After a catastrophic fall, mountain-biking pioneer Charlie Cunningham gets by with a lot of help from his friends (and his wife, Jacquie Phelan).
TWO CATACLYSMIC EVENTS forever changed mountain-bike pioneer Charlie Cunningham’s life. The first was the day in 1981 when Jacquie Phelan crashed into his world with the force of a mountain biker hitting pavement. The second was the day that metaphor became real — when he crashed on a solo ride in 2015. Phelan and a bevy of friends have been picking him up ever since.
Cunningham, 69, has fond memories of the first “crash,” when he met Phelan in the bike shop co-owned by her then-boyfriend Gary Fisher. He has no memory of the second crash.
In the intervening years, between the pairing of this dynamic duo and the despairing fall that changed everything, the couple endured a Pacific Crest Trail’s worth of highs and lows. A high point was the weekend in 1988 when Phelan oversaw Marin’s first mountain bike festival and then married Cunningham outside West Point Inn.
“The festival was partly an excuse to have a lot of leftover beer and wine for the wedding the next day,” she says with her trademark mischievous grin. By then, they were the first couple of mountain biking: Phelan known for her flamboyance (often competing in wild costumes) and Cunningham for his bike-building brilliance (both are in the first group of Mountain Bike Hall of Fame inductees).
Cunningham, a UC Berkeley aeronautical engineering student turned mountain bike fanatic, was a pioneering figure in early bike design. Road bikes and cruisers were ill-suited to trail riding, so he introduced welded aluminum frames, sloping top tubes, single chain-rings, roller-cam brakes and other key innovations. “I was driven by wanting to create bikes that worked best for me and fortunately they also worked well for everybody else,” he says.
Phelan kept busy going undefeated among U.S. women in her first five years of racing and in her activities as founder of the first women’s mountain biking club in 1984 (WOMBATS), which grew to 800 members nationwide.
The couple’s lows converged in 2000 when, in a messy settlement, Cunningham ended his connection with Wilderness Trail Bikes, the company he co-founded, and Phelan was treated for breast cancer.
Eventual ly they got back in the saddle, as Cunningham became a freelance inventor and custom bike builder and Phelan got healthy enough to resume leading mountain-bike camps and even pedaled across America. By 2015 they were metaphorically cruising on a smooth fire road like the one that starts shouting distance from the treehouse where they sleep each night, elevated behind the ramshackle house they call Offhand Manor.
Then came the crash. One moment, Cunningham was flying down Fairfax-Bolinas Road near their Fairfax home, testing out a road bike he’d just built for Phelan, and the next he was flagging down a ride, his body as broken as his cracked helmet. The cause of the fall remains a mystery — perhaps he was struck by a deer or hit by a driver. He spent three days in the hospital with a head injury, broken ribs, and a broken clavicle and pubic bone. “Oddly, his bike was fine,” says Phelan, “but his life and his wife were shattered.”
He couldn’t speak for a month, couldn’t walk without a cane for three months. “I had terrible headaches, but then I seemed to recover quickly,” Cunningham says. But six weeks later the headaches returned, just after Phelan had flown to Japan for the Single Speed World Championships. “I told myself, ‘I’ll get over this,’ but it was excruciating, so I finally took a taxi to the ER.” Hours later he was near death and underwent emergency surgery for a subdural hematoma (bleeding in the brain). Phelan immediately flew home and spent the next two months visiting him at the hospital during a slow recovery that will never fully end.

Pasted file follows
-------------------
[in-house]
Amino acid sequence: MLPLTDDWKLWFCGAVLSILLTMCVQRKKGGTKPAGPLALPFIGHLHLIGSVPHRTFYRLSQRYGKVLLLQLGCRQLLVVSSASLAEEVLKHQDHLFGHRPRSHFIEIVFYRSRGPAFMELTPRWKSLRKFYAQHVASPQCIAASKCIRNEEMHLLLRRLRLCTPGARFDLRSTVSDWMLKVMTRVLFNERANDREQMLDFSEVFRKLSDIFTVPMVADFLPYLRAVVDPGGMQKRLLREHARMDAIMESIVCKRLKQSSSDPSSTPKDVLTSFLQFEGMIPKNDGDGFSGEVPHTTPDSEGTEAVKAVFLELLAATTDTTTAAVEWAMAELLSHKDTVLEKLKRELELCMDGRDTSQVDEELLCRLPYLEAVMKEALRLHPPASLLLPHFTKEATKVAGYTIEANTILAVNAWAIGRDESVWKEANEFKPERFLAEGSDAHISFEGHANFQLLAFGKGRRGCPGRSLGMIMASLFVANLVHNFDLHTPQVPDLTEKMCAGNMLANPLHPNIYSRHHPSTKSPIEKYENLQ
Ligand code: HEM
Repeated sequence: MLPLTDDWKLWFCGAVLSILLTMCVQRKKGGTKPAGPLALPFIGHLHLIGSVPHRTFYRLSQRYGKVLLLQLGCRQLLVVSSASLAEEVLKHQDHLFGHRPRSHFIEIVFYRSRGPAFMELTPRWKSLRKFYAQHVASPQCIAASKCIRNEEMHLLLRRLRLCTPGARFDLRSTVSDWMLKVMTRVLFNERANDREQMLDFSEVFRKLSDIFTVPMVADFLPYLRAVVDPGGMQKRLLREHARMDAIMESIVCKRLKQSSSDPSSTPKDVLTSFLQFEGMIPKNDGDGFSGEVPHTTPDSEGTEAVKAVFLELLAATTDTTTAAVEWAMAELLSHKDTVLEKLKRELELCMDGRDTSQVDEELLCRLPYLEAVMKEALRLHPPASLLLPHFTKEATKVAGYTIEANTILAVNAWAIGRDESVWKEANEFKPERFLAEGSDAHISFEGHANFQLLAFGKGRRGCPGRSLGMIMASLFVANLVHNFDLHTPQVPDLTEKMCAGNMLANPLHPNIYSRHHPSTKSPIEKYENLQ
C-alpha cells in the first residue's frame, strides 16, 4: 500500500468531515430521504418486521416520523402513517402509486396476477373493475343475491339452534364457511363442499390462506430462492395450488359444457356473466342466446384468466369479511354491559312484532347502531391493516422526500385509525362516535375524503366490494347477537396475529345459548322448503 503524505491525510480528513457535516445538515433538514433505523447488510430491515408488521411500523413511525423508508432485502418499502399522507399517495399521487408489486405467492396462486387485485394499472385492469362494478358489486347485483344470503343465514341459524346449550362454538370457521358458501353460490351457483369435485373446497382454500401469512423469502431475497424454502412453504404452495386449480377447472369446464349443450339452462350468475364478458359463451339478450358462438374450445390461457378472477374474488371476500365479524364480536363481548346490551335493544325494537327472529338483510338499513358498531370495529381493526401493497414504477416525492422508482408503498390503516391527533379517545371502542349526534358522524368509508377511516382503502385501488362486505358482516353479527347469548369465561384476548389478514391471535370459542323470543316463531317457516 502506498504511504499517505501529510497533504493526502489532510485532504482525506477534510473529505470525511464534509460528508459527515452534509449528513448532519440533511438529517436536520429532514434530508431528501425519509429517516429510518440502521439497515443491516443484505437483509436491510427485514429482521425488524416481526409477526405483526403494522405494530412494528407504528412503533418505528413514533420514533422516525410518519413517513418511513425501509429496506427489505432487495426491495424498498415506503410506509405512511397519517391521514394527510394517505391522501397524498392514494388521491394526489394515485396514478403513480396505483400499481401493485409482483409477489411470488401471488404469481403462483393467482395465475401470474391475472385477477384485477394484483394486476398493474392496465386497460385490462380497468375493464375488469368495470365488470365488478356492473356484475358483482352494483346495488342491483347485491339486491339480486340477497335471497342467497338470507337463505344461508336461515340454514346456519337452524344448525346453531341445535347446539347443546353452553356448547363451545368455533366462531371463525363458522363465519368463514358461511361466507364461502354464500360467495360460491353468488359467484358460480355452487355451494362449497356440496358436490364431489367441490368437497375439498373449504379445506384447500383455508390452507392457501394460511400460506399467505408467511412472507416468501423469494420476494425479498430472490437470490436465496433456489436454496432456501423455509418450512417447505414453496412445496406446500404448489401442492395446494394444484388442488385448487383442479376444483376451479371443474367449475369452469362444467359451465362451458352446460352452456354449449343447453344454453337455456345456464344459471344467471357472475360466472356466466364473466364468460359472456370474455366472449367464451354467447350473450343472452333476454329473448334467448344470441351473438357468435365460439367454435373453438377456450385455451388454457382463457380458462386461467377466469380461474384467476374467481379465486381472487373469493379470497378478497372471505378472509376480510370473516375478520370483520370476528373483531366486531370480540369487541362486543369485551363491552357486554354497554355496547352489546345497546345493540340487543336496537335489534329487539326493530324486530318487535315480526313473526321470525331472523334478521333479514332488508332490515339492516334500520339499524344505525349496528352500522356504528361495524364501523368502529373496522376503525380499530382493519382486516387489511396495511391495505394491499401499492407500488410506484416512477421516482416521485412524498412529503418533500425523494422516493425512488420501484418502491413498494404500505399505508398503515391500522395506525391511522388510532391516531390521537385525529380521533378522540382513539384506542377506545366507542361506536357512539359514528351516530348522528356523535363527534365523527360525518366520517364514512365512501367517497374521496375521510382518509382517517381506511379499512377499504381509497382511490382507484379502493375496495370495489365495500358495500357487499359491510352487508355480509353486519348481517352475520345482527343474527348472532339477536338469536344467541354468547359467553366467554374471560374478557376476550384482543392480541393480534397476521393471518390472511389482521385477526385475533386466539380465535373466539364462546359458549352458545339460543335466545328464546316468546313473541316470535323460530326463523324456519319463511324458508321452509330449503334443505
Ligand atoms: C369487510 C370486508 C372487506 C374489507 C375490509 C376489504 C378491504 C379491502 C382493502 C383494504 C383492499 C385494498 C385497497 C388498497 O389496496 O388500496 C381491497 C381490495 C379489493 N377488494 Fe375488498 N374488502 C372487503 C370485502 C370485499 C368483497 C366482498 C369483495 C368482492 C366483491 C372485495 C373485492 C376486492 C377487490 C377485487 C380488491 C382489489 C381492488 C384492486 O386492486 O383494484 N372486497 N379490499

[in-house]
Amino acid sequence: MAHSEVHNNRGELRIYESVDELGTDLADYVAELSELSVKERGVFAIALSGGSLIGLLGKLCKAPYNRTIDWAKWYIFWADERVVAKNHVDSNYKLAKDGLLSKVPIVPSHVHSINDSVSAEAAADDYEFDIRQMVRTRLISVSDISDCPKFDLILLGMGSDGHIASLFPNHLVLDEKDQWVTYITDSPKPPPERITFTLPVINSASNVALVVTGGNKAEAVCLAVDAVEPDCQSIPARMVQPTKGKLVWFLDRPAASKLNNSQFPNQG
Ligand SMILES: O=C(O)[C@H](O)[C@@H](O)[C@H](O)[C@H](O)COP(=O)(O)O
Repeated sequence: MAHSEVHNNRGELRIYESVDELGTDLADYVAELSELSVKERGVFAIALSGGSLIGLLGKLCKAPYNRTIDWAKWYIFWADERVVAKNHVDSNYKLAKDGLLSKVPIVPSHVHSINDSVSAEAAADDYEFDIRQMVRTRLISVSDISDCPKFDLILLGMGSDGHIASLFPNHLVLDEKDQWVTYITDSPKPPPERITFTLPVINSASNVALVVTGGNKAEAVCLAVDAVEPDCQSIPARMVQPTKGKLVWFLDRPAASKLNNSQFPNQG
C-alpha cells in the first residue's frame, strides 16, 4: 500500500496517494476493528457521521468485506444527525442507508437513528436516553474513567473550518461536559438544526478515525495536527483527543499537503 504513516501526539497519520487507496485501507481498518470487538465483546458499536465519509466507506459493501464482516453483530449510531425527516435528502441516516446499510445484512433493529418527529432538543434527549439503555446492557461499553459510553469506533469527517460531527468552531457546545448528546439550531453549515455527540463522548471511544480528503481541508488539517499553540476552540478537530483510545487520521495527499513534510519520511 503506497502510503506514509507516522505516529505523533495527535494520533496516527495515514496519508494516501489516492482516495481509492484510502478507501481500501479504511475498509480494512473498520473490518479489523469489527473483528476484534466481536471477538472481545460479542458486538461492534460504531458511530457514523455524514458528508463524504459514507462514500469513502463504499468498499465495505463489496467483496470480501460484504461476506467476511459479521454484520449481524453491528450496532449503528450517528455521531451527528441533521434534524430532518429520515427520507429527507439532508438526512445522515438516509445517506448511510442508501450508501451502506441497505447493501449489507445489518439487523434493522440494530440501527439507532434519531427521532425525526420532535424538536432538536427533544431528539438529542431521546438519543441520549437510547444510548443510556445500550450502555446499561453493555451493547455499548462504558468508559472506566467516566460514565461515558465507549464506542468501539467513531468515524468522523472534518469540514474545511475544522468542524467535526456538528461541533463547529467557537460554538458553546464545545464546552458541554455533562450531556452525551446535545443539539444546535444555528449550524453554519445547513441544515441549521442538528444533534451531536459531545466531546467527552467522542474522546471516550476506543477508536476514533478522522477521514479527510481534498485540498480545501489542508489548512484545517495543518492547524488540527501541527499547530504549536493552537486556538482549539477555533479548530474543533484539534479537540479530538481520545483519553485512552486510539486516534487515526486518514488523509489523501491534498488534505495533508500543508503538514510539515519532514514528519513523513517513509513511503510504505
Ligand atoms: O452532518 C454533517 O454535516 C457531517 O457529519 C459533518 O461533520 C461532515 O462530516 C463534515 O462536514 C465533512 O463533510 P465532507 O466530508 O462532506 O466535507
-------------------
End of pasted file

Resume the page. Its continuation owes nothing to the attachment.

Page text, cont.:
Challenges remain each day. “I can’t remember what I did five minutes ago,” he says, with a smile that shows he has come to terms with his impaired short-term memory. His head injury also affected his directional sense (he gets lost easily), his vision (he’s 90 percent blind and has tunnel vision) and visual processing (he can’t read anymore). Yet it’s his diminished balance and coordination, which prevent him from safely riding a bike, that bother him the most. “Mountain biking through nature was the way I relaxed and expressed my appreciation for the earth,” he says.
Remarkably, he’s attempted solo rides alongside Phelan, but after two spills he’s turned to riding a borrowed road tandem or donated mountain-bike tandem with his wife or a friend at the front. He also does two-and-a-half-hour hikes each morning on one of two memorized routes, devours books-on-tape and is driven by Phelan to appointments to try to improve his eyesight and visual processing — sessions paid for through a GoFundMe account.
“The amount of help I’ve received is mindblowing,” he says. More than $140,000 from 2,100 people has poured in, mostly from strangers who heard or read about his circumstances. For Phelan, getting breaks from her near-constant attention to Cunningham has come in the form of donations of time from many in the tight-knit mountain biking community. People stop by to make a home repair, perform bodywork, cook a dinner, or as fellow mountain-bike pioneer Joe Breeze has done, join Cunningham for a tandem ride.
“The first bike I show off when I give tours at the Marin Bicycling Museum is the 1979 aluminum mountain bike — the first one ever — that Charlie made,” Breeze says. “More than a dozen features on that bike were ahead of their time, which shows what a visionary he was. And he’s still got it. He’s still a strong cyclist on tandem rides and more conversant than ever. He’s always out to improve on his abilities and that has never changed. He’s come a long way.”